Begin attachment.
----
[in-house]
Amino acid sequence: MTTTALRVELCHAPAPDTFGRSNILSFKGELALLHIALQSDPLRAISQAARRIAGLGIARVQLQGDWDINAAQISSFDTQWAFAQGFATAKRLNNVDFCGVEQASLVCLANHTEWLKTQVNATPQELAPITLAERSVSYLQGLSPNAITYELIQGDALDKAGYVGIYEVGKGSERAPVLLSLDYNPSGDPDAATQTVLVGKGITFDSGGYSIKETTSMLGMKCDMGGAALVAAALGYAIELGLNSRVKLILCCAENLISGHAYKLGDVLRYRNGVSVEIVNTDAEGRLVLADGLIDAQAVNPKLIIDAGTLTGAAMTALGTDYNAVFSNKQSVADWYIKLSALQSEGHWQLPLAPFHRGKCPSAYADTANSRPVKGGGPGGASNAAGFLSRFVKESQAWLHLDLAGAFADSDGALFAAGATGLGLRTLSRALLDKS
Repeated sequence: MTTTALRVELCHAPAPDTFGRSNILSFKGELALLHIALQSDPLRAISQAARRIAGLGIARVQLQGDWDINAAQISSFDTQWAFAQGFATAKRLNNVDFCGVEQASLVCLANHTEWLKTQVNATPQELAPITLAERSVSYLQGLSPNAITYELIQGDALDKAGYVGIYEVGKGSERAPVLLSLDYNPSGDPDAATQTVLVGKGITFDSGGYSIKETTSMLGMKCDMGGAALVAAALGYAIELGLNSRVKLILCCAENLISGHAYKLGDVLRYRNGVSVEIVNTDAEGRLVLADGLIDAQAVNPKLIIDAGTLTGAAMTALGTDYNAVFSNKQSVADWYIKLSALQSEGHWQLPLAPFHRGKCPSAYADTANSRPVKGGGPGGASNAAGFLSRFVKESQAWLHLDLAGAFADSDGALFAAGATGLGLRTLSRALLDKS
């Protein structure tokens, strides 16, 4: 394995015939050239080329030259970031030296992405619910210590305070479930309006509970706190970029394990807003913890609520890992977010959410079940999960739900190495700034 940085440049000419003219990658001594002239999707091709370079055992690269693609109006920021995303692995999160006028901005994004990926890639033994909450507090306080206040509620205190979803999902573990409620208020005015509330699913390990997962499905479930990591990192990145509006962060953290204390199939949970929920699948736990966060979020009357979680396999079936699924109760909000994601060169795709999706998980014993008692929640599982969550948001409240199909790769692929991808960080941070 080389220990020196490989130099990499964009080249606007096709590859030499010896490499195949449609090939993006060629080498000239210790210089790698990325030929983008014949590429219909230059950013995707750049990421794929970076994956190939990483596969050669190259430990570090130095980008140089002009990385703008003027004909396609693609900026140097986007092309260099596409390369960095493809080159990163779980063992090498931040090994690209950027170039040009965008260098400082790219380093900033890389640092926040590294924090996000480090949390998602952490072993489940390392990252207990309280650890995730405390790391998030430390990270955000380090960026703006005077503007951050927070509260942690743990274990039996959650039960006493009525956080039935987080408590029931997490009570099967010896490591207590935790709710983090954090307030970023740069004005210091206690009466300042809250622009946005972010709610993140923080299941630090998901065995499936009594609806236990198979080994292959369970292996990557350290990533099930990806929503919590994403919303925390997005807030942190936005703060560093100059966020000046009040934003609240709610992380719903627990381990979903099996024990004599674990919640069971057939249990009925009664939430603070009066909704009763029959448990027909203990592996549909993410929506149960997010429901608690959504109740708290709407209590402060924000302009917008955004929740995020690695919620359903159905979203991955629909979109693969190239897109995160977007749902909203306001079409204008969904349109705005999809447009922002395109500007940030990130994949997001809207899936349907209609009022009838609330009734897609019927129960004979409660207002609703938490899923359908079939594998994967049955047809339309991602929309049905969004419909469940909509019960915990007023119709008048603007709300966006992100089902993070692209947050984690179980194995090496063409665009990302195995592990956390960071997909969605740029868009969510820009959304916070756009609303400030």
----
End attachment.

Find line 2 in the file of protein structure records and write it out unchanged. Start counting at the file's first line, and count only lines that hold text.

Amino acid sequence: MTTTALRVELCHAPAPDTFGRSNILSFKGELALLHIALQSDPLRAISQAARRIAGLGIARVQLQGDWDINAAQISSFDTQWAFAQGFATAKRLNNVDFCGVEQASLVCLANHTEWLKTQVNATPQELAPITLAERSVSYLQGLSPNAITYELIQGDALDKAGYVGIYEVGKGSERAPVLLSLDYNPSGDPDAATQTVLVGKGITFDSGGYSIKETTSMLGMKCDMGGAALVAAALGYAIELGLNSRVKLILCCAENLISGHAYKLGDVLRYRNGVSVEIVNTDAEGRLVLADGLIDAQAVNPKLIIDAGTLTGAAMTALGTDYNAVFSNKQSVADWYIKLSALQSEGHWQLPLAPFHRGKCPSAYADTANSRPVKGGGPGGASNAAGFLSRFVKESQAWLHLDLAGAFADSDGALFAAGATGLGLRTLSRALLDKS